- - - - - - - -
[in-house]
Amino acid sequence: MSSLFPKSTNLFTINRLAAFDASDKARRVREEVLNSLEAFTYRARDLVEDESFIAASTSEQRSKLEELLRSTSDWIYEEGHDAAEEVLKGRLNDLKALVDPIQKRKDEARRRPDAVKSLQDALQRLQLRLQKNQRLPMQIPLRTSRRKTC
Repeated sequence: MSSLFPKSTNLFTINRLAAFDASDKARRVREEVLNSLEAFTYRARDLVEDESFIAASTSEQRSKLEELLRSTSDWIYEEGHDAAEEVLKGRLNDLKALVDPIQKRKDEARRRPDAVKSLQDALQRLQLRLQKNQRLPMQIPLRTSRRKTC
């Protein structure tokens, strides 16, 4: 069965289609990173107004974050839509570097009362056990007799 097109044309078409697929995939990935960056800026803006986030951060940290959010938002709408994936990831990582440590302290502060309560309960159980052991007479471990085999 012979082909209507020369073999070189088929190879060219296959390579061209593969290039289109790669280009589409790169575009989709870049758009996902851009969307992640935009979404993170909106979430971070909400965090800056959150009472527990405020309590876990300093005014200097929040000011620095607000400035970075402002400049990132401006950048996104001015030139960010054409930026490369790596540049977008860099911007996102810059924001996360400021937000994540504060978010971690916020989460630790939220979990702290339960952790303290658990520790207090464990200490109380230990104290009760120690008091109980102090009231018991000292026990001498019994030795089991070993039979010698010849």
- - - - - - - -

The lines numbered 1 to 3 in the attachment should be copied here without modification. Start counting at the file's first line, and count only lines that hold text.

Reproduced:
[in-house]
Amino acid sequence: MSSLFPKSTNLFTINRLAAFDASDKARRVREEVLNSLEAFTYRARDLVEDESFIAASTSEQRSKLEELLRSTSDWIYEEGHDAAEEVLKGRLNDLKALVDPIQKRKDEARRRPDAVKSLQDALQRLQLRLQKNQRLPMQIPLRTSRRKTC
Repeated sequence: MSSLFPKSTNLFTINRLAAFDASDKARRVREEVLNSLEAFTYRARDLVEDESFIAASTSEQRSKLEELLRSTSDWIYEEGHDAAEEVLKGRLNDLKALVDPIQKRKDEARRRPDAVKSLQDALQRLQLRLQKNQRLPMQIPLRTSRRKTC